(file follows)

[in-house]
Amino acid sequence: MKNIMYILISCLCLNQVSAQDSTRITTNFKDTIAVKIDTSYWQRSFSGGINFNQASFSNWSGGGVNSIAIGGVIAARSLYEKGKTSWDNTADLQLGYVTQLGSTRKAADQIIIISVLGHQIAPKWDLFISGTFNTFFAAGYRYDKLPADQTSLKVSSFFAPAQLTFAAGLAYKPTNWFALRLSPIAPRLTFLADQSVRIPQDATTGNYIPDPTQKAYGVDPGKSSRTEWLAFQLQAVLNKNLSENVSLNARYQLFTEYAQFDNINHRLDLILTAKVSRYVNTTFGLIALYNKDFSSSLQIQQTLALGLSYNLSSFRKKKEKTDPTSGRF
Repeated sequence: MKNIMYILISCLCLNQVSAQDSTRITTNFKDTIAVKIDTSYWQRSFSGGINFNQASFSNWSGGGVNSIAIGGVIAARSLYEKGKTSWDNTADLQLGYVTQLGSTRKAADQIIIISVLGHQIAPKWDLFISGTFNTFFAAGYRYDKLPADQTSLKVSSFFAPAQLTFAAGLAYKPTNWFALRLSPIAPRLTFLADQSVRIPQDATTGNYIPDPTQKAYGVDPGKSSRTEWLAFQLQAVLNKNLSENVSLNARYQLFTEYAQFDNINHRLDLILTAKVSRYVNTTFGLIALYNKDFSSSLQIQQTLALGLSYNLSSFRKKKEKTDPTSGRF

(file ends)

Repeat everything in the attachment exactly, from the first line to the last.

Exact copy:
[in-house]
Amino acid sequence: MKNIMYILISCLCLNQVSAQDSTRITTNFKDTIAVKIDTSYWQRSFSGGINFNQASFSNWSGGGVNSIAIGGVIAARSLYEKGKTSWDNTADLQLGYVTQLGSTRKAADQIIIISVLGHQIAPKWDLFISGTFNTFFAAGYRYDKLPADQTSLKVSSFFAPAQLTFAAGLAYKPTNWFALRLSPIAPRLTFLADQSVRIPQDATTGNYIPDPTQKAYGVDPGKSSRTEWLAFQLQAVLNKNLSENVSLNARYQLFTEYAQFDNINHRLDLILTAKVSRYVNTTFGLIALYNKDFSSSLQIQQTLALGLSYNLSSFRKKKEKTDPTSGRF
Repeated sequence: MKNIMYILISCLCLNQVSAQDSTRITTNFKDTIAVKIDTSYWQRSFSGGINFNQASFSNWSGGGVNSIAIGGVIAARSLYEKGKTSWDNTADLQLGYVTQLGSTRKAADQIIIISVLGHQIAPKWDLFISGTFNTFFAAGYRYDKLPADQTSLKVSSFFAPAQLTFAAGLAYKPTNWFALRLSPIAPRLTFLADQSVRIPQDATTGNYIPDPTQKAYGVDPGKSSRTEWLAFQLQAVLNKNLSENVSLNARYQLFTEYAQFDNINHRLDLILTAKVSRYVNTTFGLIALYNKDFSSSLQIQQTLALGLSYNLSSFRKKKEKTDPTSGRF